The District of Columbia sued the Proud Boys and the Oath Keepers right-wing groups for allegedly conspiring to terrorize the U.S. Capitol on Jan. 6, when a mob of former President Donald Trump’s supporters tried to stop the certification of Joe Biden’s election victory.
“Would-be insurgents” and their leaders “worked together to plot, publicize, recruit for, and finance their planned attack,” D.C. Attorney General Karl Racine, a Democrat, said in a complaint filed Tuesday.
The attack “was not a protest or a rally,” Racine said. “It was a coordinated act of domestic terrorism.”
The District of Columbia is seeking financial damages against the right-wing groups and their leaders, alleging their actions left the Capitol “in shambles” on a day that should have seen a peaceful transition of power.
Trump drew bipartisan criticism when he told the Proud Boys to “stand back and stand by” during a presidential debate with Biden rather than unambiguously condemn the militant group. Trump, who is weighing a 2024 run for the White House, continues to claim the election was rigged.
About 700 people have been charged in connection with the assault on the Capitol, including members of the two groups.
During a news conference Tuesday in front of the Capitol, Racine said he hopes the lawsuit will help uncover where the groups got their funding for the alleged conspiracy.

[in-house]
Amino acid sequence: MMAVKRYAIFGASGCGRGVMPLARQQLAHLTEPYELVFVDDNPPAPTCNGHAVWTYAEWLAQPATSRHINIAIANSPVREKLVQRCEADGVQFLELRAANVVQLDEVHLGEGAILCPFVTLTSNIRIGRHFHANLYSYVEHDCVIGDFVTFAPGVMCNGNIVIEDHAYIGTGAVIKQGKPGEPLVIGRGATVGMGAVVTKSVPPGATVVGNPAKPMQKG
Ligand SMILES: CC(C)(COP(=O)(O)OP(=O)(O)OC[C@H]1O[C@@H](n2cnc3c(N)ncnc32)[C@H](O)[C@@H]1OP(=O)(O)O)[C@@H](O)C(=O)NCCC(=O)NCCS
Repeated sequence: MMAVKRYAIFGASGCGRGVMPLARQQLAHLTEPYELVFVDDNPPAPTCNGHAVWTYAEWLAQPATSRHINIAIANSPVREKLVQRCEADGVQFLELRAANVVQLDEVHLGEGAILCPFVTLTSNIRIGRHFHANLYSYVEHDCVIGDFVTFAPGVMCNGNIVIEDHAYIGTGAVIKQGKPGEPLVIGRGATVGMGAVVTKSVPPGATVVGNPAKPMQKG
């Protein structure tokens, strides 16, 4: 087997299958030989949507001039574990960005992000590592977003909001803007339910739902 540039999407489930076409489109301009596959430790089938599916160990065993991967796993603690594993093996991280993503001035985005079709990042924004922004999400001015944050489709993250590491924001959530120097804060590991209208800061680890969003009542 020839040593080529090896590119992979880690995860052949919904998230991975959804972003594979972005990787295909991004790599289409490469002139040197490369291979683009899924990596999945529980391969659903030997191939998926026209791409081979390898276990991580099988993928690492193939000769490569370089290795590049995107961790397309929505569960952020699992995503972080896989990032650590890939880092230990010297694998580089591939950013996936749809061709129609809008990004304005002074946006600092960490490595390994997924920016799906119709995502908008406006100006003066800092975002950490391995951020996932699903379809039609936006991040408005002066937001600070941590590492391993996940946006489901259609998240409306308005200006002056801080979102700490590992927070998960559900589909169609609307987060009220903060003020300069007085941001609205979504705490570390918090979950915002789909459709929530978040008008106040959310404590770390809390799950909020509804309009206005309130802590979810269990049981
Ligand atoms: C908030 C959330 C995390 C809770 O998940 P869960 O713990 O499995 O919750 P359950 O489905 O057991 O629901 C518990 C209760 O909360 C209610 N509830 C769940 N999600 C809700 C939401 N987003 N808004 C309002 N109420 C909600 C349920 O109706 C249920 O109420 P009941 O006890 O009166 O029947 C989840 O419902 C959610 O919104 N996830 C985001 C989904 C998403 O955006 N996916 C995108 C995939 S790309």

Rep. Eleanor Holmes Norton, who represents the city in Congress, said it was hit financially on Jan. 6 because Trump “refused to send in the D.C. National Guard” to bolster security. “The Metropolitan Police Department voluntarily responded, protecting the Capitol, Congress and democracy itself,” she said. Trump delayed “despite the ongoing attack,” she said.
Jonathan Greenblatt, chief executive officer of the Anti-Defamation League, which joined D.C. in its lawsuit, said at the news conference that the Jan. 6 assault was “the most predictable terror attack in the history of our country.”
Joanna Lydgate, who heads up the States United Democracy Center, a bipartisan group that aims to advance fair voting, described the lawsuit as crucial at a time of increasing political violence.
“The attack on democracy is far from over,” Lydgate said. “We’re a nation of laws and there are serious consequences — legal and financial — for trying to hijack an election.”